Next Episode of Dan Cruickshank: At Home with the British is
From medieval cottages and Victorian terraces to high-rise flats, in this series Dan Cruickshank looks at the place we are all familiar with but never question - our home.
We would all love to live in a cottage. It is the national fantasy - thatch on the roof, roses over the door, fire in the grate. Dan is in Stoneleigh in the beautiful Warwickshire countryside, a village that has barely changed in 500 years, its cottages perfectly preserved. But even better, there is a treasure trove of documents in the local abbey which reveal centuries of daily life in extraordinary detail. Whether it is the pub owner fined for serving poor beer, the widow told to pay for her new home with her best chicken, or the first glass windows in the village, this film charts the cottage's transformation from humble medieval hovel to modern dream home.
Dan explores our love affair with the terrace - the home that more Britons live in than any other. We love it because it has proved brilliantly adaptable, encompassing the Victorian parlour and modern open-plan living with equal ease. Dan is in Toxteth, Liverpool 8. Famous for the riots that ripped it apart in the 1980s, Toxteth has a far richer and more varied history than that one tragic episode. Liverpool was the ultimate Victorian boom town, turned by trade and industry from provincial powerhouse into the second city of empire. 100,000 terraced houses were built to accommodate its vast workforce, with huge numbers in Toxteth. From a high of Victorian industry and immigration to a low of postwar decline, Toxteth's terraces have seen it all - even the 2015 Turner Prize, awarded for their 21st-century regeneration.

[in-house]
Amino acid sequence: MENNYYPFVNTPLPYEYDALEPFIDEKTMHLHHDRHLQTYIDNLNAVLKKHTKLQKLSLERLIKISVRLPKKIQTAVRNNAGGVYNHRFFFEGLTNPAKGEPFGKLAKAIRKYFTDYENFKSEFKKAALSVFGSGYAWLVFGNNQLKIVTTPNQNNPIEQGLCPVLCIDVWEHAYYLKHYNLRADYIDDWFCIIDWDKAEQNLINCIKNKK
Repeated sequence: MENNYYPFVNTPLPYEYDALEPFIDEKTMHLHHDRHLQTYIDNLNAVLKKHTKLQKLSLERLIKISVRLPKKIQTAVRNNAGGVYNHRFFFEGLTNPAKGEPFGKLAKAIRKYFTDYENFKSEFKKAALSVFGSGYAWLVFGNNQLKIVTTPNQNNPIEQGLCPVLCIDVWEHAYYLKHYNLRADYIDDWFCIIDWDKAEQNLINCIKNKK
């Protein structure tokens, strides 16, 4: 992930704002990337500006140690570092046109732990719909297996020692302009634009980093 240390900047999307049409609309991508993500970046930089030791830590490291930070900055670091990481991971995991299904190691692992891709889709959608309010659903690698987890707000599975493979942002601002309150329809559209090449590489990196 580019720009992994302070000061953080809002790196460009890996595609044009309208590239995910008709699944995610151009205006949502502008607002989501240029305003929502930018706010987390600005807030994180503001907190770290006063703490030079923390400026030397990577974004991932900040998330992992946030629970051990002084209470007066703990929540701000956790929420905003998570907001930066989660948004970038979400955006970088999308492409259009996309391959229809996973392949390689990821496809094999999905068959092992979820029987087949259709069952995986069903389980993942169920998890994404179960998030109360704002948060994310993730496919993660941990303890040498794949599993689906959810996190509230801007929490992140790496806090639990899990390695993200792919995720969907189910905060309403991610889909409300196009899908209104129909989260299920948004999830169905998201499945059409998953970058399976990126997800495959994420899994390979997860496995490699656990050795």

If modern Britain lives in a terrace house and loves a cottage, it cannot make its mind up about the high-rise flat. For Dan, the idea of living high above the city streets really is the future once again. He is in Bow in east London, charting the history of one estate. Designed in 1960, the 19-storey Lincoln was once the tallest residential building in London. Inside every flat were the latest space-age gadgets - a lift, a shower and a fitted kitchen. But the dream turned sour. The Lincoln became notorious for drugs and violence. There was even a brutal murder. It was the same all over Britain - the flat was a byword for deprivation and social exclusion. But then, just as everything looked lost, the Lincoln was saved and with, perhaps, the hopes of an entire generation for that most precious of things - a home. For Dan, as perhaps for Britain, 'the only way is up'.
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